Leaders in the disability field asked for advice about how to help people diagnosed with a disability after any major disaster in empowering and knowledgeable ways. David Oaks, MFI director, responded with a warning that after a disaster, many of those diagnosed with ‘serious’ psychiatric disabilities can be in for a second wave of trauma in a flawed mental health system.

Earth imageThank you to disability leaders for asking about the topic of “disasters and disability.”

I raise here the danger of the “second disaster” that hits many trauma survivors who become harmed by a deeply flawed mental health system.

I hope everyone interested in this topic has taken a look at the book by ETHAN WATTERS, “Crazy Like Us: The Globalization of the American Psyche.”

In some ways, Mr. Watters does not go far enough. (E.g. he doesn’t talk enough about the movement led by mental health consumers/users/psychiatric survivors… he doesn’t adequately address domination by the medical model.)

But his chapter about post-tsunami mental health help in Sri Lanka is so important. He wrote his book before the huge tsunami in Japan. So linking his chapter about the Sri Lanka disaster to another chapter in his book about marketing techniques for psychiatric drugs in Japan is especially chilling.

I talked with a Japanese member who said that many disaster survivors in Japan are experiencing harm from the mental health industry, such as over-prescription of psychiatric drugs.

Let me hasten to say there are so many people providing amazing services for those caught in many disasters, on many levels. This is not to diminish this contribution for a moment!

However, a key thing to recognize is the absolutely astounding, indescribable power imbalance between those who are considered “seriously mentally ill,” and those leading the mental health industry.

It is a chasm.

We all know about that, I hope. However, this power gap is so big, that it causes untold problems, such as muting those harmed.

We say there is a moral imperative to dialogue about this gap, see my chapter in book published by World Psychiatric Association https://mindfreedom.org/coercion

Bottom line on “disability and disaster”


After a disaster like a huge tsunami, there can be a second tsunami of trauma and harm caused by inherent harm embedded in a disastrous mental health system.

So yes, many trauma survivors may find help in ways that are useful. But especially those who experience what are considered severe difficulties – who are not eating or sleeping, or who speak of harming themselves – they can end up with a second wave of harm caused by inappropriate labeling, massive over-drugging, hopelessness from a bullying medical model, discrimination, unregulated involuntary electroshock, etc.

Note that this applies not just to after disasters like earthquakes and tsunamis.

  • For returning veterans traumatized severely by war… many end up severely traumatized by human rights violations in mental health care.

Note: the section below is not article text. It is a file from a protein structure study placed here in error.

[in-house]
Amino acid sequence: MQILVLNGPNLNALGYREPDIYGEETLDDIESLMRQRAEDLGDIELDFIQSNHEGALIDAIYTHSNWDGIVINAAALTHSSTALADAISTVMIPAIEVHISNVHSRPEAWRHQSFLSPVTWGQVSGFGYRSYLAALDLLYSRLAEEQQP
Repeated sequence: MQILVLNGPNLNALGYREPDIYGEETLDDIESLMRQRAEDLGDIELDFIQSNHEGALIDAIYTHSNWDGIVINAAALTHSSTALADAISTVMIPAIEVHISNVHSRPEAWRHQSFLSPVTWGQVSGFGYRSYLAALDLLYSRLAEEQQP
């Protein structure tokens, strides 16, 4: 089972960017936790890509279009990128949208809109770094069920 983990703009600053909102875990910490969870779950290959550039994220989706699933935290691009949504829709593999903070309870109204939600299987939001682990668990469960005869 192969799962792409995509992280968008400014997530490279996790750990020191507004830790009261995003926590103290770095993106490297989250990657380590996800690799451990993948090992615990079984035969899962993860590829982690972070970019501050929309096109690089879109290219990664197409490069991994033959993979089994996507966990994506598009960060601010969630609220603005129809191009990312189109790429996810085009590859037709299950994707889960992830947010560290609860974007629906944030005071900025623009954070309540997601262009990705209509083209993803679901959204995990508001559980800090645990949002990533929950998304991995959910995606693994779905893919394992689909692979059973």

• For many victims of domestic abuse who experience severe mental and emotional problems… many end up being severely traumatized by mental health system violations.
  • Especially heart-breaking: There are some services for those who have experienced state-sanctioned torture. We have come across instances of wholesale over-drugging at well-meaning clinics to assist torture survivors.

The chasm that is the power imbalance between those on receiving end of serious psychiatric diagnoses, and the mental health industry, should give us pause, let me take a look at history on this:

I’ve had contacts in Israel tell me about how after World War II, of course some Holocaust survivors experienced overwhelming mental and emotional problems. Sadly, a number of them ended up in institutions, experiencing still more trauma through labeling, domination, over-drugging, electroshock.

In one of the few times of dialogue with World Psychiatric Association, we were able to get a keynote by Dorothea Buck from Germany, who is now in her 90’s and had experienced involuntary sterilization during the Nazi era. It’s interesting that her keynote focused on the lack of DIALOGUE during her subsequent seventy (70) years of psychiatric treatment! She said during her whole 70 years, she did not have a true dialogue with her mental health providers, have the trauma that she experienced.

Ironically, this moment of hope with the WPA itself has not resulted in any ongoing dialogue.

You can read about the dialogue that Dorothea Buck and others sought with World Psychiatric Association here. 

Just the other day I was talking with a wonderful cross-disability attorney who has dedicated their life to these issues internationally, and has a special concern about mental health. Like many people I speak with, this leader had not heard that one of the very, very first groups targeted in the Holocaust, were children diagnosed with mental disabilities. That’s how huge this power imbalance is: Even many of our own wonderful leaders have not heard of the history of atrocities like the Action T4 program.

And we know what happens when we don’t learn from history.

Back to the question of “disability and disaster,” I do not have an easy answer.

But thank you for asking, and for the opportunity to at least stand at the end of the chasm of this power imbalance with you all, and witness it.

This is my 35th year working as a grassroots community activist for human rights in mental health. I have still not discovered how deep this chasm is.